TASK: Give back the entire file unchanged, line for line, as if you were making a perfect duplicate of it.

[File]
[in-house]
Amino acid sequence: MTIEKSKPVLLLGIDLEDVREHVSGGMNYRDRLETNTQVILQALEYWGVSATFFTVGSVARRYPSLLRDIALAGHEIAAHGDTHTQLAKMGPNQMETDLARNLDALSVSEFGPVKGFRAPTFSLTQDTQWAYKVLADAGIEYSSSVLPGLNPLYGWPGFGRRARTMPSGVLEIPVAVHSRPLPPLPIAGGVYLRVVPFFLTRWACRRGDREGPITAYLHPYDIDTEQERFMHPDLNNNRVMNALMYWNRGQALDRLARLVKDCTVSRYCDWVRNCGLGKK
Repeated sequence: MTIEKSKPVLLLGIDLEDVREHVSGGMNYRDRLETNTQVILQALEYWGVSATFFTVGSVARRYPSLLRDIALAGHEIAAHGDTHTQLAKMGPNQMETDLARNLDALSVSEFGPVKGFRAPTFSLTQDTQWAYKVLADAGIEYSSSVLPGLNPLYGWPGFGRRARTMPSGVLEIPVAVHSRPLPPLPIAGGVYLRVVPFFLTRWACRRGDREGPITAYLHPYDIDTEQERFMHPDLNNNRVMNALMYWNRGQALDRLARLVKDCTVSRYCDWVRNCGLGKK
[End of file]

[in-house]
Amino acid sequence: MTIEKSKPVLLLGIDLEDVREHVSGGMNYRDRLETNTQVILQALEYWGVSATFFTVGSVARRYPSLLRDIALAGHEIAAHGDTHTQLAKMGPNQMETDLARNLDALSVSEFGPVKGFRAPTFSLTQDTQWAYKVLADAGIEYSSSVLPGLNPLYGWPGFGRRARTMPSGVLEIPVAVHSRPLPPLPIAGGVYLRVVPFFLTRWACRRGDREGPITAYLHPYDIDTEQERFMHPDLNNNRVMNALMYWNRGQALDRLARLVKDCTVSRYCDWVRNCGLGKK
Repeated sequence: MTIEKSKPVLLLGIDLEDVREHVSGGMNYRDRLETNTQVILQALEYWGVSATFFTVGSVARRYPSLLRDIALAGHEIAAHGDTHTQLAKMGPNQMETDLARNLDALSVSEFGPVKGFRAPTFSLTQDTQWAYKVLADAGIEYSSSVLPGLNPLYGWPGFGRRARTMPSGVLEIPVAVHSRPLPPLPIAGGVYLRVVPFFLTRWACRRGDREGPITAYLHPYDIDTEQERFMHPDLNNNRVMNALMYWNRGQALDRLARLVKDCTVSRYCDWVRNCGLGKK